An annotated Fletcher tour: The big classrooms

As physical visits to Fletcher aren’t currently possible, this series attempts to provide the next best thing in the form of a blog-based virtual tour. Today we’ll check out a couple of the larger classroom spaces.

In two years at Fletcher, most students will take classes in a variety rooms. Spaces at Fletcher range from auditorium-size to much smaller conference and breakout rooms more suited to seminar-style courses. There are a handful of classrooms in which most students will find themselves pretty frequently, though, mainly because their space is the most flexible. Large enough to accommodate popular foundational courses, but not so cavernous to make holding a ten to fifteen person class feel silly, these are the workhorse spaces of academic life at Fletcher.

Cabot classroom Take the Cabots, as they’re often called collectively, at least by me. These twin classrooms are located off of the Hall of Flags, and are at the center of the action both physically and intellectually. I’ve been wandering around Fletcher for over ten years now, and I still haven’t internalized which is Cabot 205 and which is 206, so “the Cabots” is a helpful catch-all. The Cabots were refurbished a year or two ago, and now feature much more comfortable seating. In my student days, a professor Cabot classroomonce chastised our class for slouching until a student delicately pointed out the difficulty of sitting up straight in seats that featured accordion hinges halfway up the spine. Today’s students have no such excuse. Other benefits of the Cabots include power outlet access at every seat, auxiliary monitors toward the back rows to make following slide presentations easier, and a good line-of-sight from nearly every seat. I say “nearly every” as there are a couple seats in each room partially obstructed by a pillar, but we’re not talking Fenway-under-the-mezzanine. A few students per year learn the hard way that Professor Kowalczyk is savvy to those trying to avoid his infamous cold calls by hiding in these seats.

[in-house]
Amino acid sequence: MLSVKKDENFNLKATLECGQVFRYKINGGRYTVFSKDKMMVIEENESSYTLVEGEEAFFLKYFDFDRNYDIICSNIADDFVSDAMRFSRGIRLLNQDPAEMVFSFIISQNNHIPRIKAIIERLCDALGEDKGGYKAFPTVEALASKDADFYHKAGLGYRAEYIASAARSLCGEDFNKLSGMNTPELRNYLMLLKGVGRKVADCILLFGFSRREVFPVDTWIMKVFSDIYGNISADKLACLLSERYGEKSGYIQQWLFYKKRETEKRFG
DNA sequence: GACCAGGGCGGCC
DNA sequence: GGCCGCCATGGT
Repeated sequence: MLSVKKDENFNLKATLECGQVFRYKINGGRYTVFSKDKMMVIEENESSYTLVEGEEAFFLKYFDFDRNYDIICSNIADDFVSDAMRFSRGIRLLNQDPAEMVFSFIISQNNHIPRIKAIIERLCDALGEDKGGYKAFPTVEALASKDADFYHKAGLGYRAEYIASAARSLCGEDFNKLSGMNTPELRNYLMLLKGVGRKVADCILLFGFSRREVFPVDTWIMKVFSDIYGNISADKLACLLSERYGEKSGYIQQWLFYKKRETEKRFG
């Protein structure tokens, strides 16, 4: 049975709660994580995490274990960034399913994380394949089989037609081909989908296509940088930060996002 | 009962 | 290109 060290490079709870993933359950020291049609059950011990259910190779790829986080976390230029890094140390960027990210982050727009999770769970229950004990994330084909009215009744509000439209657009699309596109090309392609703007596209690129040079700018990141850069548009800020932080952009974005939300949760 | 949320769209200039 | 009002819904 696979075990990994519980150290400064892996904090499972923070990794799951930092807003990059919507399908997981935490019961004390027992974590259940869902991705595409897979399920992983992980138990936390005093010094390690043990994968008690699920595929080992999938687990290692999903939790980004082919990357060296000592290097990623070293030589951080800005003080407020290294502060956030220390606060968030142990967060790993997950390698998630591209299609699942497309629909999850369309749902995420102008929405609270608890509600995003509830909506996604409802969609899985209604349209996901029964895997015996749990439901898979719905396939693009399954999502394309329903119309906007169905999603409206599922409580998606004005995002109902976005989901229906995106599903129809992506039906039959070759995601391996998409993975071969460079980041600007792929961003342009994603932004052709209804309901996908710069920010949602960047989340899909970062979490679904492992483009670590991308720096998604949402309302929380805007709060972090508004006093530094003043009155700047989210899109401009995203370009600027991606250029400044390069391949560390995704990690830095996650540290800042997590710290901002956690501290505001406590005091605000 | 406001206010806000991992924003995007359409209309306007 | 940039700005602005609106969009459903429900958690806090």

Schmidheiny RoomThe next-biggest classroom is the Thomas Schmidheiny Room. Occasionally known as “Schmidheiny,” and much more commonly known simply as “Mugar 200” or “M200,” for my money it’s the nicest classroom at Fletcher. It accommodates standard lectures well, but its space is also fluid enough to allow for small group work and presentations, as well as administrative events that may involve food, registration, or displaying a variety of printed materials.

It’s common for students to associate these rooms (and most classrooms) with particular courses. To me the Cabots evoke the late Prof. Bill Martel providing updates on New Hampshire skiing conditions before each class, and struggling through STATA reports in Econometrics. Many other students probably can’t think of M200 without having Corporate Finance flashbacks. Enroll at Fletcher and you’ll undoubtedly find yourself quickly forming your own associations with these spaces.

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